Yet another sterling quality of Winter’s scholarship was his ability to sketch a panoramic picture of historical processes that captured social groups (urban, rural, and tribal) and interfaith relations (Muslims, Christians, and Jews). This is brilliantly illustrated in his book Egyptian Society under Ottoman Rule, 1517–1798 (New York: Routledge, 1992). At the same time, he also displayed an impressive talent for drawing micro-biographical portraits of ʿulamāʾ, Sufi shaykhs and administrators, and placing them in their broader, religious, and social context, as he did for the Egyptians ʿAbd al-Wahhāb al-Shaʿrānī (d. 973/1565), Muḥammad Abū al-Anwār b. ʿAbd al-Raḥmān al-Sādāt (d. 1228/1813), or the Syrian ʿAbd al-Ghanī al-Nābulusī (d. 1143/1731), three key figures from the Ottoman period. The same goes for Winter’s writings on the Egyptian historian ʿAbd al-Raḥmān al-Jabartī (d. 1825), who, for him as well as for other scholars (such as Shmuel Moreh), reflected the transition of Egyptian society from a traditional to a more modern one in the shadow of the French occupation (1798-1801) and the rise of Muhammad Ali to power in Egypt in 1805. The study of modernity and various modern issues was no stranger to Winter either. He enlisted his vast expertise in the fields of classical and medieval Islam to explore contemporary phenomena such as Islamic political thought and the charged relationship between ʿulamāʾ, Sufis, and lay Islamists.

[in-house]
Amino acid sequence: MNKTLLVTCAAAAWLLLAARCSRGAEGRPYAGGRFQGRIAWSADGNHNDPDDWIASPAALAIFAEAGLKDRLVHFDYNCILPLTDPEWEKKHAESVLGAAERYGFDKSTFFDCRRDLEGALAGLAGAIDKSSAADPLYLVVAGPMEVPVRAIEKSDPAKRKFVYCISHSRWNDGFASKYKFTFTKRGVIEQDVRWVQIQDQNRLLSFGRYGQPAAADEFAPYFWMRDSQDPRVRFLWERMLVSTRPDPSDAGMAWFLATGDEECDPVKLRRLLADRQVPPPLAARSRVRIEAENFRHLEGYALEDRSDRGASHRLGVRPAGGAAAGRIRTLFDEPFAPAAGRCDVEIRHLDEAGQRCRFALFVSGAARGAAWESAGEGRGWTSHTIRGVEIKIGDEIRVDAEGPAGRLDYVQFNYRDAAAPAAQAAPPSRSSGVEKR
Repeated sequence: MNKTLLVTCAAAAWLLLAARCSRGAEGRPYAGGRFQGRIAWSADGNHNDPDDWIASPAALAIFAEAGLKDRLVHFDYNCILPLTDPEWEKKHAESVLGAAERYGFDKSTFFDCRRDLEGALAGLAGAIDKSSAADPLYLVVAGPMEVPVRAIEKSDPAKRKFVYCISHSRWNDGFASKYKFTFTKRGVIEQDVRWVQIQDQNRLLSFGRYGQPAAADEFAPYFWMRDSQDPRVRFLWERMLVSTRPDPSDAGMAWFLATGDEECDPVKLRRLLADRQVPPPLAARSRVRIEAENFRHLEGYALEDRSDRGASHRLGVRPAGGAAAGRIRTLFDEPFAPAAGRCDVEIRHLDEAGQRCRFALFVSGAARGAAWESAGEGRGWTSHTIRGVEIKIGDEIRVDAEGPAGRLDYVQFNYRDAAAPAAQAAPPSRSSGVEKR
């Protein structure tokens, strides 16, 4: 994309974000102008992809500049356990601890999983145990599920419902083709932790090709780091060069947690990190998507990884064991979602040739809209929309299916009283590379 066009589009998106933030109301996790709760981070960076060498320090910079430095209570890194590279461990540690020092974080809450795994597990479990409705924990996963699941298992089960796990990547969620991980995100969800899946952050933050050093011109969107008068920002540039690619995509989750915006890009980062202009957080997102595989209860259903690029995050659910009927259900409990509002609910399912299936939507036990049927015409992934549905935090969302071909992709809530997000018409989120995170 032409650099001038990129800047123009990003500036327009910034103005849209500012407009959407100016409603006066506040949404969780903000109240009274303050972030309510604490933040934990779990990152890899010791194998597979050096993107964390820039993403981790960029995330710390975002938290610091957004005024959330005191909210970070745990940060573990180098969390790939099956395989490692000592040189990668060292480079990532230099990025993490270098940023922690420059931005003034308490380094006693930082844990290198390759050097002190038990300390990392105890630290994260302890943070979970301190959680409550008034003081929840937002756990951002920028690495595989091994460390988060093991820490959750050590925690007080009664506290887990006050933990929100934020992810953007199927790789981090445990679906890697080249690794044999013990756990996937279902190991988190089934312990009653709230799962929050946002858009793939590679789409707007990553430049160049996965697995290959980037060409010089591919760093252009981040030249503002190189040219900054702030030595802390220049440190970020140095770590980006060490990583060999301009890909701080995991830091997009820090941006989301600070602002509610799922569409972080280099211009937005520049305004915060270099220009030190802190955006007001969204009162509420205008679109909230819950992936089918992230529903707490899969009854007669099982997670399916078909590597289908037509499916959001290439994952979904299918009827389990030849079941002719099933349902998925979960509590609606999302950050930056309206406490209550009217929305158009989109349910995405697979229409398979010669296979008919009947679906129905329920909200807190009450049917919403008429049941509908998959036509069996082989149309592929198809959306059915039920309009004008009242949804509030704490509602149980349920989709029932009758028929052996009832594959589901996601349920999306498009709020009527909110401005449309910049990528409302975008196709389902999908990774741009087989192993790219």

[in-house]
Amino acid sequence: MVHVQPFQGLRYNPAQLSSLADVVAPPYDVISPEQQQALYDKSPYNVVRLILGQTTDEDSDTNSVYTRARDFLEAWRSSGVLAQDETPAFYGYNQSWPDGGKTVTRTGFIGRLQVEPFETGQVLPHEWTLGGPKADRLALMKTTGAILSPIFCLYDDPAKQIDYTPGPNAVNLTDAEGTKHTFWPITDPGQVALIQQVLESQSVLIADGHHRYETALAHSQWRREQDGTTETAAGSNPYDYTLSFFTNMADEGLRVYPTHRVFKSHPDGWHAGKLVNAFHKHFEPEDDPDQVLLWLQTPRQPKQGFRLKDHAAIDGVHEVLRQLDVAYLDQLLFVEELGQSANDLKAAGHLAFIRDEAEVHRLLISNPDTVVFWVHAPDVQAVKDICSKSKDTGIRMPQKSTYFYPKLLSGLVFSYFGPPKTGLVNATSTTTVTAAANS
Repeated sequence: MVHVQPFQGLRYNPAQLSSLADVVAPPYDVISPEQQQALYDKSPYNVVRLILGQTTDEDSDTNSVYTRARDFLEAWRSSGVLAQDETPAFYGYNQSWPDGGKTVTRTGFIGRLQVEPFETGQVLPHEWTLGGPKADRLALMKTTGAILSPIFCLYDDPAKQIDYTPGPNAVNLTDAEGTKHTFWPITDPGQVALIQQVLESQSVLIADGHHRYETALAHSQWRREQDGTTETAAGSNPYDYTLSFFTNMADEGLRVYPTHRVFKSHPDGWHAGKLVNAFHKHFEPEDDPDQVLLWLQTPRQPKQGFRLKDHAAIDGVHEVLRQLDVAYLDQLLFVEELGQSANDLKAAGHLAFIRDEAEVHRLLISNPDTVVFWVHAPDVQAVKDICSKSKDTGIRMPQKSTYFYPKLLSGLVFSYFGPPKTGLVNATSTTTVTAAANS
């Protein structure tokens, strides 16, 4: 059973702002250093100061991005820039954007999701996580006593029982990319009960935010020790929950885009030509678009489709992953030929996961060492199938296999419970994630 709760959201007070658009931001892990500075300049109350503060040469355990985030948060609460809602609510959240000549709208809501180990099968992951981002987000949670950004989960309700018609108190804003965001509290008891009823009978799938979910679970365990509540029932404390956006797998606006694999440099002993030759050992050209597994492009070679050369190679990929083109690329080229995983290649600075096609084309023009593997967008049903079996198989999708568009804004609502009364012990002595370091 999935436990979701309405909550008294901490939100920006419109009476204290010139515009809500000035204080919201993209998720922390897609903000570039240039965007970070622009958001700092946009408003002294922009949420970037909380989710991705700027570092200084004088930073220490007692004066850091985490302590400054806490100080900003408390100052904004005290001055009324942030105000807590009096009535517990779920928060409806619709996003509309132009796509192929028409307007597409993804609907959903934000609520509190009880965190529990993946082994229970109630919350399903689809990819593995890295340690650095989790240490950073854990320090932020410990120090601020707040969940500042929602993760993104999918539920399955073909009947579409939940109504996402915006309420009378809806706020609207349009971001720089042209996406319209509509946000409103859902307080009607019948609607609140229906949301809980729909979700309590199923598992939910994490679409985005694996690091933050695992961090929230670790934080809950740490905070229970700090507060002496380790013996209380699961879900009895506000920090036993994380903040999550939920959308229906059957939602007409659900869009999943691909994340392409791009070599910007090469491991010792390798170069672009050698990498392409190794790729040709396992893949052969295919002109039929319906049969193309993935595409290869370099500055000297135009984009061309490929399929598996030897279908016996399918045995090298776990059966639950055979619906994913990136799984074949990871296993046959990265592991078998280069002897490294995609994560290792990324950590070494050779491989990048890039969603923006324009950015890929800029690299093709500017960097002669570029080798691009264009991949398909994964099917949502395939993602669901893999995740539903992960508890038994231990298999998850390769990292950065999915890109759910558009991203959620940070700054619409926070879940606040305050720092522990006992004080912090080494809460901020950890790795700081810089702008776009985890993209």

Winter was a perceptive social historian who showed great respect for the texts he explored, but also sought to extract the human stories and contextualize them. He exhibited great intellectual curiosity, sensitivity and empathy towards his research subjects, with no hint of criticism or condescension. His descriptions of Sufism, its followers and rituals, for instance, always presented a complex picture of this popular culture by pointing to the marginal effects of begging and idleness or strange rituals, but acknowledging the Sufis’ productivity, close affinity to society, protection of the weak, and mediational roles in conflicts between social groups and authorities. Winter identified Sufism as a quiet retreat and an intimate connection to faith, both of which were assets he thought had not been lost even in an era of rising Islamic fundamentalism, with its puritan mindset.